The man and the myth
The dawn of Massoud’s political career can be traced to 1975. In opposition to the then virulently anti-Pakistani President Daud Khan, Massoud, alongside other Afghan Islamists, backed by Pakistan, attempted an uprising across different provinces in Afghanistan. The revolt was poorly organised, failing quickly. The revolt, though, was important. Firstly, it was Massoud’s first experience in organising anti-state activity in his native Panjsher. Secondly, it marked a watershed as for Pakistan’s growing involvement in Afghanistan. Massoud later lambasted Pakistan for its undue interference in Afghan affairs via its proxies. The irony was lost on many: Massoud’s very career had been inaugurated by his being a proxy for Islamabad.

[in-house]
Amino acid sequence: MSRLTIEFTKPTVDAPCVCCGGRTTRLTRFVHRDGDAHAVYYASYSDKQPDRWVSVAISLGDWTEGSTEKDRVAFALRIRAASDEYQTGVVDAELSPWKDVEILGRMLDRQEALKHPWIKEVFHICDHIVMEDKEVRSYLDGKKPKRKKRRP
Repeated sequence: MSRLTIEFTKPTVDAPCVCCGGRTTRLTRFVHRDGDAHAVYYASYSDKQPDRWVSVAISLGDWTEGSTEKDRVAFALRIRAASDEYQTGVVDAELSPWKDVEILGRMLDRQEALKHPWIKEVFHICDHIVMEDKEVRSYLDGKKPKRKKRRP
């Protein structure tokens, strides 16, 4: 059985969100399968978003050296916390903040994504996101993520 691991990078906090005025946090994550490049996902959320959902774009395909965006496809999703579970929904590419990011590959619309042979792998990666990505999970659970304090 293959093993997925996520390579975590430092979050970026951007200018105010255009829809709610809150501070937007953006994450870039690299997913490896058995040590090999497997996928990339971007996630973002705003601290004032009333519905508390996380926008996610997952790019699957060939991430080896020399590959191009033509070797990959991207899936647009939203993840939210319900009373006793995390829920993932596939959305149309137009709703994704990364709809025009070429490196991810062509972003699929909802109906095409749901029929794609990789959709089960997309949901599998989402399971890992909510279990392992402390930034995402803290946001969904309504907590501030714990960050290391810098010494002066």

Noteworthy too were Massoud’s allies. It was then that the infamous disdain between Hezb Islami leader Gulbuddin Hekmatyar and Massoud began, as reports that Massoud had served as a spy for Daud’s regime embittered the relationship between the two beyond repair (1). Another ally in 1975, Mawlawi Jalal ud-Din Haqqani, who founded what is now the frighteningly elusive Haqqani Network, later joined the Taliban and fought heavily against Massoud. It is no surprise then that Massoud’s amicable association with men now known as radical fundamentalists like Jalal ud-Din, which continued into the early 1990s, is ignored. The unpalatability of his earlier allies is a blemish on Massoud’s carefully cut to size Western-friendly credentials, posthumously thrust upon him.